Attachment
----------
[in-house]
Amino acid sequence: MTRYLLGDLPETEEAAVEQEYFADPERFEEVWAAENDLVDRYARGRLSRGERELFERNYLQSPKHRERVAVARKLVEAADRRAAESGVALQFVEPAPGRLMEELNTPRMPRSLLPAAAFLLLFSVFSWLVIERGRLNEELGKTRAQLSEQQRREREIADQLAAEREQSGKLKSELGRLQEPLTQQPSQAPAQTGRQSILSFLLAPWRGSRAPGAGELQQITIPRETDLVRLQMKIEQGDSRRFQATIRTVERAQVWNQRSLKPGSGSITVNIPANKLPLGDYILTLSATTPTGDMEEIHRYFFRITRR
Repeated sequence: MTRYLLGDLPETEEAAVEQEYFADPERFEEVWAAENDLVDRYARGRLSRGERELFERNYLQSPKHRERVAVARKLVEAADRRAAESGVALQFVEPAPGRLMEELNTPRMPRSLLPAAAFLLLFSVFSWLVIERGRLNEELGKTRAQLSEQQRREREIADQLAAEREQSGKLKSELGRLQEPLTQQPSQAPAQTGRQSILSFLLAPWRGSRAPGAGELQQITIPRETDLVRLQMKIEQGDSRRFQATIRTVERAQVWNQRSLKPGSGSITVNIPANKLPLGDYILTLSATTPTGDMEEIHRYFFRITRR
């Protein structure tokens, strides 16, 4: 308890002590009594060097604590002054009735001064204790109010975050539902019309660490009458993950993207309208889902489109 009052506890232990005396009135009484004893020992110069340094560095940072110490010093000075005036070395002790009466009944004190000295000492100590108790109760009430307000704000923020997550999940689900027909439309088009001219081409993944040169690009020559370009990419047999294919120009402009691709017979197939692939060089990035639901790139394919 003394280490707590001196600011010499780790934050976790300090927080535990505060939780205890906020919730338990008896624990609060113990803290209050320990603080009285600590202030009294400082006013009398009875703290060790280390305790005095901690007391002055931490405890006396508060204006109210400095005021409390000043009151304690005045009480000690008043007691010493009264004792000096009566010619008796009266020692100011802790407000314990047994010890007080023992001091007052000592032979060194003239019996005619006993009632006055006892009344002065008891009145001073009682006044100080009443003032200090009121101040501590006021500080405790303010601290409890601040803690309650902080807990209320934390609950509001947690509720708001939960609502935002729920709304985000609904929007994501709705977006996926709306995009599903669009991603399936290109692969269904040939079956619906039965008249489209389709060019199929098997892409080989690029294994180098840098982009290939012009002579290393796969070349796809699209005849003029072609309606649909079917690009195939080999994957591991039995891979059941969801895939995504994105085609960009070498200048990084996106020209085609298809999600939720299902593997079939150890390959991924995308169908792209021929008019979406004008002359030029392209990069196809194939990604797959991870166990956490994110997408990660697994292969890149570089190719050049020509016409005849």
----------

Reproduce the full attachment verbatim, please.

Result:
[in-house]
Amino acid sequence: MTRYLLGDLPETEEAAVEQEYFADPERFEEVWAAENDLVDRYARGRLSRGERELFERNYLQSPKHRERVAVARKLVEAADRRAAESGVALQFVEPAPGRLMEELNTPRMPRSLLPAAAFLLLFSVFSWLVIERGRLNEELGKTRAQLSEQQRREREIADQLAAEREQSGKLKSELGRLQEPLTQQPSQAPAQTGRQSILSFLLAPWRGSRAPGAGELQQITIPRETDLVRLQMKIEQGDSRRFQATIRTVERAQVWNQRSLKPGSGSITVNIPANKLPLGDYILTLSATTPTGDMEEIHRYFFRITRR
Repeated sequence: MTRYLLGDLPETEEAAVEQEYFADPERFEEVWAAENDLVDRYARGRLSRGERELFERNYLQSPKHRERVAVARKLVEAADRRAAESGVALQFVEPAPGRLMEELNTPRMPRSLLPAAAFLLLFSVFSWLVIERGRLNEELGKTRAQLSEQQRREREIADQLAAEREQSGKLKSELGRLQEPLTQQPSQAPAQTGRQSILSFLLAPWRGSRAPGAGELQQITIPRETDLVRLQMKIEQGDSRRFQATIRTVERAQVWNQRSLKPGSGSITVNIPANKLPLGDYILTLSATTPTGDMEEIHRYFFRITRR
């Protein structure tokens, strides 16, 4: 308890002590009594060097604590002054009735001064204790109010975050539902019309660490009458993950993207309208889902489109 009052506890232990005396009135009484004893020992110069340094560095940072110490010093000075005036070395002790009466009944004190000295000492100590108790109760009430307000704000923020997550999940689900027909439309088009001219081409993944040169690009020559370009990419047999294919120009402009691709017979197939692939060089990035639901790139394919 003394280490707590001196600011010499780790934050976790300090927080535990505060939780205890906020919730338990008896624990609060113990803290209050320990603080009285600590202030009294400082006013009398009875703290060790280390305790005095901690007391002055931490405890006396508060204006109210400095005021409390000043009151304690005045009480000690008043007691010493009264004792000096009566010619008796009266020692100011802790407000314990047994010890007080023992001091007052000592032979060194003239019996005619006993009632006055006892009344002065008891009145001073009682006044100080009443003032200090009121101040501590006021500080405790303010601290409890601040803690309650902080807990209320934390609950509001947690509720708001939960609502935002729920709304985000609904929007994501709705977006996926709306995009599903669009991603399936290109692969269904040939079956619906039965008249489209389709060019199929098997892409080989690029294994180098840098982009290939012009002579290393796969070349796809699209005849003029072609309606649909079917690009195939080999994957591991039995891979059941969801895939995504994105085609960009070498200048990084996106020209085609298809999600939720299902593997079939150890390959991924995308169908792209021929008019979406004008002359030029392209990069196809194939990604797959991870166990956490994110997408990660697994292969890149570089190719050049020509016409005849």